It is so interesting that at this point John becomes the spokesperson for the group. He is the one who breaks the silence. I am sure there was silence after Jesus called the child and made that statement. Oh no! caught with our pants down again. John one of the sons of Thunder but also John, the disciple that Jesus loved, answers for all of them. [John had a hard side and a soft side]. So what do we do with your statement Jesus? Must we always accept the weak and downtrodden? Isn’t there are limit to this kind of turn the other cheek attitude. There are times when we have to show our tough self too Lord.”
It is like he picks up on Jesus use of “in My name” and uses that to frame what he wants to say next – bridging to the next point. Effectively, “well talk about using Your name, we saw someone doing things in You name that was unacceptable. They were casting out demons in Your name and we told them to stop because they haven’t had the training. We can’t even do it right, so how could they? They are not part of the in group.” They were not part of “the disciples” – those learners in training. What did John mean here? The twelve, the seventy or the wider group we have seen referred to as “the disciples”. Whichever he meant he is referring to people who were not part of that group. “They are not one of us.” Uppermost in his mind at that point must have the been the on the job training they had just received on casting out demons. The father of the demoniac boy had come to them first but they were not up to it. He (the father) then went to Jesus and told Jesus His disciples had failed. One of those failed disciples then tries to suggest:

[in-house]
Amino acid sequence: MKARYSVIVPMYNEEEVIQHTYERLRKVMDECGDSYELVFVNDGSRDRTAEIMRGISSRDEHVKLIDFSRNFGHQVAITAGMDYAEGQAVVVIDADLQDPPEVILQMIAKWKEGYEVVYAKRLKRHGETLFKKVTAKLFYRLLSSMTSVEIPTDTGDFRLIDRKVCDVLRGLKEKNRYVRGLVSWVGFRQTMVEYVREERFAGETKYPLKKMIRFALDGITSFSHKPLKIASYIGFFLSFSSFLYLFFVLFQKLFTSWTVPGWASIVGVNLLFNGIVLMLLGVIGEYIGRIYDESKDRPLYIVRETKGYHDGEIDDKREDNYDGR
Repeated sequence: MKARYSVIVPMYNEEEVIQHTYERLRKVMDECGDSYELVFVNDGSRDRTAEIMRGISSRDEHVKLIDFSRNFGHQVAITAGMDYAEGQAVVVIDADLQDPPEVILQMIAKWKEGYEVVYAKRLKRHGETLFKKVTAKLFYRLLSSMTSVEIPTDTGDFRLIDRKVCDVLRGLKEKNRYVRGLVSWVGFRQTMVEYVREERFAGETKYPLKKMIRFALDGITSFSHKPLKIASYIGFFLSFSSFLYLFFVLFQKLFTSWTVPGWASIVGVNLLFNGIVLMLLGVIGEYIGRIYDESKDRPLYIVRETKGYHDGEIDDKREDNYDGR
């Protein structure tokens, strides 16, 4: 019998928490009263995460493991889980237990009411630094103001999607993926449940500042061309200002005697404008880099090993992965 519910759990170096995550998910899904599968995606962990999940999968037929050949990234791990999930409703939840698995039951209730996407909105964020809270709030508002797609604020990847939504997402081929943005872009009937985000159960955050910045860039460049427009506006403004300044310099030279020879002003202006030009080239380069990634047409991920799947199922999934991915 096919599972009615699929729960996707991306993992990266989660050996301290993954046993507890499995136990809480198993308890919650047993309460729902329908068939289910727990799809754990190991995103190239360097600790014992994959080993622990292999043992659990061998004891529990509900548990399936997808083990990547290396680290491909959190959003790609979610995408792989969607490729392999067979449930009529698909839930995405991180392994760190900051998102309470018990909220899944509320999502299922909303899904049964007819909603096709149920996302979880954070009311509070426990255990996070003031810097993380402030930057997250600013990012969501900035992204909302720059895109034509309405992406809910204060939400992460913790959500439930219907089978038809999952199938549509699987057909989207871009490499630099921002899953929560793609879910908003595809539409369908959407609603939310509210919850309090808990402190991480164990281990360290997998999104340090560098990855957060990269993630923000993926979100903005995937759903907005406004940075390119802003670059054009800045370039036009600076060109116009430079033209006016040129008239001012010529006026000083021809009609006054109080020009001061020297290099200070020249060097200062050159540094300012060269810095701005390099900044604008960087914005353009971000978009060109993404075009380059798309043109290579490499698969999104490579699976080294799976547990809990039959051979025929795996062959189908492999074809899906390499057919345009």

- “They shouldn’t do it because we got it wrong and they are not even a part of our group. So we told him to stop, didn’t we guys?”
- Right, that is not right.”
- “There are limits to this accept-every-weak-person thing you know Lord. I mean right?”
- “It’s right isn’t it, Right?”
“Don’t stop him! Anyone who is not against you is for you.” John has just heard the words “whoever does a good act “in My name” pleases the Father. But surely there are some things that just shouldn’t ought to be. Isn’t this an example of that Lord? If we couldn’t do it right, then they certainly can’t. So we stopped them. John is doing one of three things here.
- He is either defending their actions on behalf of the group and querying Jesus as to how far you take this meekness/weakness stuff. (His hard side; tough love is to the fore)
- Or he is reconsidering and thinking perhaps they may have been wrong in what they did as a group in stopping that person from casting out demons. (His soft side; sensitivity is to the fore).
- There is a third alternative of course as well. That John was wanting to change the subject and get the focus off their blooper of talking about which of them is the greatest. So he picks up on Jesus “in my name” statement and uses it in the next breath. Almost an “oh-that-reminds-me” kind of comment. But that backfires on him too.
I think this section is immensely funny. Following the transfiguration experience, which must have been a high for those three disciples, of whom John was one, it seems they can do nothing right. It all turned to custard. Luke highlights this feature in the way he has stacked the stories and link them all closely. The flow of the stories moves quickly from one blooper to another. Oops!
Next Gem we will look in detail at Jesus’ reply to John. It is worth looking at further. There is much in these stacked stories that we could focus on but we can’t do it all. I would be here for a long time and we would not get Luke gemmed. Stop and ponder Jesus’ answer for yourself. “He who is not against you is for you.” it’s pregnant with meaning.
If you think being meek is weak then trying being meek for a week.Ian Vail
A strong man stands up for himself. A stronger man stands up for others!Rick Godwin
Don’t judge someone just because they sin differently than you.Anon
GOD deliberately chose the “nobodies” to expose the hollow pretentions of the “somebodies” .Alvi Radjagukguk
People’s pain never changes the truth, but it should influence the way you share it.Rick Warren